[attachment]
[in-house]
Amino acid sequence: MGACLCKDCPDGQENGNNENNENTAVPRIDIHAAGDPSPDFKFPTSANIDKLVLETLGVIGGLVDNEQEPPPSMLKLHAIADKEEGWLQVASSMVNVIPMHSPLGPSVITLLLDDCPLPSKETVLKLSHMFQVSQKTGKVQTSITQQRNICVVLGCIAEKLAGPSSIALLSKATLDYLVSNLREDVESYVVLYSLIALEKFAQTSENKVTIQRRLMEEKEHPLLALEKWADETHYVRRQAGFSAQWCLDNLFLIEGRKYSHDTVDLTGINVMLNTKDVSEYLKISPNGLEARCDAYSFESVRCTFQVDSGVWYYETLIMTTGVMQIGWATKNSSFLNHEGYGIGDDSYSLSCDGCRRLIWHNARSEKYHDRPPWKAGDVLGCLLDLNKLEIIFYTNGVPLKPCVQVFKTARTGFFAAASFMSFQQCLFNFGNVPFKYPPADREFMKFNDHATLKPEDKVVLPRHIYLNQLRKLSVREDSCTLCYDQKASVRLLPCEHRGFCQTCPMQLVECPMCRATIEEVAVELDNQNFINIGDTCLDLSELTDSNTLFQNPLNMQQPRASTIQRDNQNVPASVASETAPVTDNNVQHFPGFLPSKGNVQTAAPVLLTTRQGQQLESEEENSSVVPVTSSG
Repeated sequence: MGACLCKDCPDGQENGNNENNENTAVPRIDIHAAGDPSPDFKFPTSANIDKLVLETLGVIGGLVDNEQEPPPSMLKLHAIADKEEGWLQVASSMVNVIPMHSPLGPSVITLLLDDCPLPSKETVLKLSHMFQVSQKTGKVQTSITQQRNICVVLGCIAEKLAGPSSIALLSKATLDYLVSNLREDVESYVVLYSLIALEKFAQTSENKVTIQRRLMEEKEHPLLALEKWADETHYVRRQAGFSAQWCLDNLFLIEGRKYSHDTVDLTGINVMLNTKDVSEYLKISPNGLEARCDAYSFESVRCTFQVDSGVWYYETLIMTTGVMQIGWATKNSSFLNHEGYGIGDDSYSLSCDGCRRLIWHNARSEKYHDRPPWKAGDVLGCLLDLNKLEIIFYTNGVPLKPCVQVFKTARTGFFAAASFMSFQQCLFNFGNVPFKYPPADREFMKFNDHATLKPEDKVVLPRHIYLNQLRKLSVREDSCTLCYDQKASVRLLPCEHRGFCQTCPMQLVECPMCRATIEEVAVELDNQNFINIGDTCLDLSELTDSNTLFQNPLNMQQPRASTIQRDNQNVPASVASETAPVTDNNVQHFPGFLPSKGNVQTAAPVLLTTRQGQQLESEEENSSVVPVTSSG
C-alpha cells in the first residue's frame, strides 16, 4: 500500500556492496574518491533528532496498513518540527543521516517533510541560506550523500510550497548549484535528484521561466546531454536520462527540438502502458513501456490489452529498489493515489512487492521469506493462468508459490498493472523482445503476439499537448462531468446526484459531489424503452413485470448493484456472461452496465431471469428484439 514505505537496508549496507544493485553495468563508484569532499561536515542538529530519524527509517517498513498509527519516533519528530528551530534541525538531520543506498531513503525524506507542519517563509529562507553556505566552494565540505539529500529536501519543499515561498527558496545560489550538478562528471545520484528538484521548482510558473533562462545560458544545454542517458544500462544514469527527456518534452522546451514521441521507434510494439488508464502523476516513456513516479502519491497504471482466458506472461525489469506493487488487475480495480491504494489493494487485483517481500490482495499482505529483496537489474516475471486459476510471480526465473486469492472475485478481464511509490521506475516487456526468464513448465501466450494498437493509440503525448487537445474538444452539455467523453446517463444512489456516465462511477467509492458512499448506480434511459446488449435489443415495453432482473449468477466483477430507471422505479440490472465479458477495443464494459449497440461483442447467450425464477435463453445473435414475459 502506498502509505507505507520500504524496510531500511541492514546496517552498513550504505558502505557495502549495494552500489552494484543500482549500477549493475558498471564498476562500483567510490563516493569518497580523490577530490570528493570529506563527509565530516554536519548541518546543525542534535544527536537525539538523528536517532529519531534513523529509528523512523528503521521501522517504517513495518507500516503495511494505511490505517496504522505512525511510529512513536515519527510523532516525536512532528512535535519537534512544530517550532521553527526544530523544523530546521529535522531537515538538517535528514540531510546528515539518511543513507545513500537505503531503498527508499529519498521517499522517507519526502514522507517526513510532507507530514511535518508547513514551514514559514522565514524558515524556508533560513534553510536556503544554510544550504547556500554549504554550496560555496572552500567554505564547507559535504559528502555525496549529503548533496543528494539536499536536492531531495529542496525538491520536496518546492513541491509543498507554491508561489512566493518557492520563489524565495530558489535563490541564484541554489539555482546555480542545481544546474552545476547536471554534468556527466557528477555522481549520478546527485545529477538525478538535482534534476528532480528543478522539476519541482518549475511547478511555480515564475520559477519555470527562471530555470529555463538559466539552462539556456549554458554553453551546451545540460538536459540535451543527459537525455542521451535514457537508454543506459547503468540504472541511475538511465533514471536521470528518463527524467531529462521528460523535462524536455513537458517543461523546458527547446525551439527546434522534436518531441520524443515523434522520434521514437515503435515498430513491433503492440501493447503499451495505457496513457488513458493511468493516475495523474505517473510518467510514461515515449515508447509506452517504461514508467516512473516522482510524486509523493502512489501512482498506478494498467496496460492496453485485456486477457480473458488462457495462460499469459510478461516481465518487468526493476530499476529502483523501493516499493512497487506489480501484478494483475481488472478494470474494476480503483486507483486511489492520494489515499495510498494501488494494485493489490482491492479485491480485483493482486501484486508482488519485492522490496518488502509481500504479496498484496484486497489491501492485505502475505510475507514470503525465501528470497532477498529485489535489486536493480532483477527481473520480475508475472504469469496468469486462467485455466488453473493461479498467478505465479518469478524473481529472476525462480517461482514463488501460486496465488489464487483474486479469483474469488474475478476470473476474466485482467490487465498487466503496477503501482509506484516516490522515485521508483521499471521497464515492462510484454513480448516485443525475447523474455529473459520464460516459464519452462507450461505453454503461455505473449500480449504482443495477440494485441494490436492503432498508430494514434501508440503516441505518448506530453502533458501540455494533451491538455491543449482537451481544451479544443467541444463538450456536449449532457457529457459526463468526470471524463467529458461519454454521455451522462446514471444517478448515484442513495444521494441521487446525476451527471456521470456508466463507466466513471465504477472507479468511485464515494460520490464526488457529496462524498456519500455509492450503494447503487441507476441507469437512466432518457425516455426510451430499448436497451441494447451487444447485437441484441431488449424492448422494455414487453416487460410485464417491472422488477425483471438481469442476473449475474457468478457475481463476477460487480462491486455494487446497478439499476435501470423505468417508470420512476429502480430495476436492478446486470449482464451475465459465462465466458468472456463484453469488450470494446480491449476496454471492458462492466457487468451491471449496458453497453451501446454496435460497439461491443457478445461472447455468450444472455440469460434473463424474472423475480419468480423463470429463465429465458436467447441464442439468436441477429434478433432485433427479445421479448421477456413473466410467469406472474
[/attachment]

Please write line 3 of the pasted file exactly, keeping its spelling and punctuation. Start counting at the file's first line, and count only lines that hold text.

Repeated sequence: MGACLCKDCPDGQENGNNENNENTAVPRIDIHAAGDPSPDFKFPTSANIDKLVLETLGVIGGLVDNEQEPPPSMLKLHAIADKEEGWLQVASSMVNVIPMHSPLGPSVITLLLDDCPLPSKETVLKLSHMFQVSQKTGKVQTSITQQRNICVVLGCIAEKLAGPSSIALLSKATLDYLVSNLREDVESYVVLYSLIALEKFAQTSENKVTIQRRLMEEKEHPLLALEKWADETHYVRRQAGFSAQWCLDNLFLIEGRKYSHDTVDLTGINVMLNTKDVSEYLKISPNGLEARCDAYSFESVRCTFQVDSGVWYYETLIMTTGVMQIGWATKNSSFLNHEGYGIGDDSYSLSCDGCRRLIWHNARSEKYHDRPPWKAGDVLGCLLDLNKLEIIFYTNGVPLKPCVQVFKTARTGFFAAASFMSFQQCLFNFGNVPFKYPPADREFMKFNDHATLKPEDKVVLPRHIYLNQLRKLSVREDSCTLCYDQKASVRLLPCEHRGFCQTCPMQLVECPMCRATIEEVAVELDNQNFINIGDTCLDLSELTDSNTLFQNPLNMQQPRASTIQRDNQNVPASVASETAPVTDNNVQHFPGFLPSKGNVQTAAPVLLTTRQGQQLESEEENSSVVPVTSSG